January was full of lots of beautiful things: a lot of art, of good food, of friendship, but it was not without its low moments. I remember speaking with a friend a few hours after the new year had begun and they confided in me that it felt like there wasn’t much to celebrate given that some rough things had been happening around them at around the same time. To this person, I love you, I love you and I really hope that January has brought you some kindness and some beauty. <3
Some spaces that carry magic in them, simmering with the promise of stories. If you listen carefully to the trees whispering, the water roaring, the birds humming, at first everything sounds like separate strains of meaningless noise but keep listening and watching and the music starts to form before your eyes.
In our old family home (and probably yours, too) there’s a cabinet that’s filled with photo albums. We’d look at them once in a while on our own, but when they really came out was when we had visitors. After lunch, or during tea, guests would receive a stack of photo books whose height was directly proportional to how long it had been since they’d last visited us. First time visitors got the whole tour: spanning pre-baby photos to present day reality, more common guests only got only the more recent ones. People who visited all of the time usually would get nothing. The ritual was reciprocated when we visited other people as someone played the narrator, giving us context as we pored over volumes of family memories on our laps.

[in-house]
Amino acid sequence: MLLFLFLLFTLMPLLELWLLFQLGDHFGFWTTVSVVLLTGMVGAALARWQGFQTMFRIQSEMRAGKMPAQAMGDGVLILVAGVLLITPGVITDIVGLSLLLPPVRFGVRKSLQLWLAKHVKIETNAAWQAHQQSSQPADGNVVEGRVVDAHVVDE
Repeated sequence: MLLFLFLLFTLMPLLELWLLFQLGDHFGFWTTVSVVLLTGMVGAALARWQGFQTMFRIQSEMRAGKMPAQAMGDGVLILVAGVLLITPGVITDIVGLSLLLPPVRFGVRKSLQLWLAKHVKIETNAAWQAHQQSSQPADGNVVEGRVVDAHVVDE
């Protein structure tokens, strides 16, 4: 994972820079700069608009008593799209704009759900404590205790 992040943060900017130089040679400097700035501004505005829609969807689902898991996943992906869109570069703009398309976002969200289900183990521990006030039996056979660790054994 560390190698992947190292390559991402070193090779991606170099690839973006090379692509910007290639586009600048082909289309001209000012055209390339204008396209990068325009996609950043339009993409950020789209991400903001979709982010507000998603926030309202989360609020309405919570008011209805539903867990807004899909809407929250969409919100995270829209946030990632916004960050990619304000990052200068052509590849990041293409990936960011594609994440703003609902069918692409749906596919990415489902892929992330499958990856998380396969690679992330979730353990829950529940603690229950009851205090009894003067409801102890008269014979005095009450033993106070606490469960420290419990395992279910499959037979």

The first few minutes of the new year found me riding on the back of a moto (motorcycle) in Kigali, my black scarf waving behind me, tulle skirt shaking in the wind. As we zipped down the road from Remera to Kimihurura, on either side of us you could see the hills rising, on their faces painted white and orange dots: white ones from the street lights on either side of the roads that wind their way around Kigali, the orange ones likely filament light bulbs inside and outside the homes. Kigali was a lot of things, and while my first post was a lot of gushing, there were a few things here and there that I did not like, as is the case with every experience. But all in all, it was some much needed time away, and almost as soon as I was back in Nairobi I found myself intensely craving the adventure of travel again.